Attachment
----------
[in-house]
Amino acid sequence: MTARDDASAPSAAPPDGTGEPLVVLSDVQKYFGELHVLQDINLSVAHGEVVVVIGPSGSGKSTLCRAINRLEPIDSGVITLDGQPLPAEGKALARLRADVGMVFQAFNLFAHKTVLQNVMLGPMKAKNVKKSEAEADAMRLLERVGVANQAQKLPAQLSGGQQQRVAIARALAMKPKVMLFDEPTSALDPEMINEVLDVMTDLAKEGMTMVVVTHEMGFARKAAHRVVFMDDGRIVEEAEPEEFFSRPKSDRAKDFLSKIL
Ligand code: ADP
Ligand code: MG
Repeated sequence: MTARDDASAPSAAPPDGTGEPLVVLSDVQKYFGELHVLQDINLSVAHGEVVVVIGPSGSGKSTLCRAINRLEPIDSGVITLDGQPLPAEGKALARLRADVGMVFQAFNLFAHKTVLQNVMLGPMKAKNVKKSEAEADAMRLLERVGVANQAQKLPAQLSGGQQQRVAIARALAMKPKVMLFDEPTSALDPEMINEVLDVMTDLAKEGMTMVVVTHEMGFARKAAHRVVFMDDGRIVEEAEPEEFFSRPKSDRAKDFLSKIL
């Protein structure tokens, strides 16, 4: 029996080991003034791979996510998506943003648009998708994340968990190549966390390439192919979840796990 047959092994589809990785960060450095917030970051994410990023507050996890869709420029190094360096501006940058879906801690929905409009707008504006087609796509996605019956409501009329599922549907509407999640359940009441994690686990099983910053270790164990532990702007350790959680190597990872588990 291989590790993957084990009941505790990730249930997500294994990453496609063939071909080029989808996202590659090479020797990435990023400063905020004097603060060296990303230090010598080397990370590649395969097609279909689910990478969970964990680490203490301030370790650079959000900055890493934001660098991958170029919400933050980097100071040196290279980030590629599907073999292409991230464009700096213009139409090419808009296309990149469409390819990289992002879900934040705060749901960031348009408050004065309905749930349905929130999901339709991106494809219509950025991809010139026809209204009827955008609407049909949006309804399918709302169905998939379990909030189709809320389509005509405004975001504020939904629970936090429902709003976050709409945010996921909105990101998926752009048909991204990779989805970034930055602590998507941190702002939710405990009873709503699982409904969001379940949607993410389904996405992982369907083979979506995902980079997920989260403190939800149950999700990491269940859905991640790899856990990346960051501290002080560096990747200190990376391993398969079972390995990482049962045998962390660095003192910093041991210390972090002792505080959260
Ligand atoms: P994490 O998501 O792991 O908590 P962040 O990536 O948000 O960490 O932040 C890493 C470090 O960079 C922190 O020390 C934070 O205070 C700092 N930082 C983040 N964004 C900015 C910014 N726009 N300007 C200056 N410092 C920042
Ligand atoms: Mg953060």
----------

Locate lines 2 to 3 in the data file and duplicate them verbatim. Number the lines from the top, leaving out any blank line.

Amino acid sequence: MTARDDASAPSAAPPDGTGEPLVVLSDVQKYFGELHVLQDINLSVAHGEVVVVIGPSGSGKSTLCRAINRLEPIDSGVITLDGQPLPAEGKALARLRADVGMVFQAFNLFAHKTVLQNVMLGPMKAKNVKKSEAEADAMRLLERVGVANQAQKLPAQLSGGQQQRVAIARALAMKPKVMLFDEPTSALDPEMINEVLDVMTDLAKEGMTMVVVTHEMGFARKAAHRVVFMDDGRIVEEAEPEEFFSRPKSDRAKDFLSKIL
Ligand code: ADP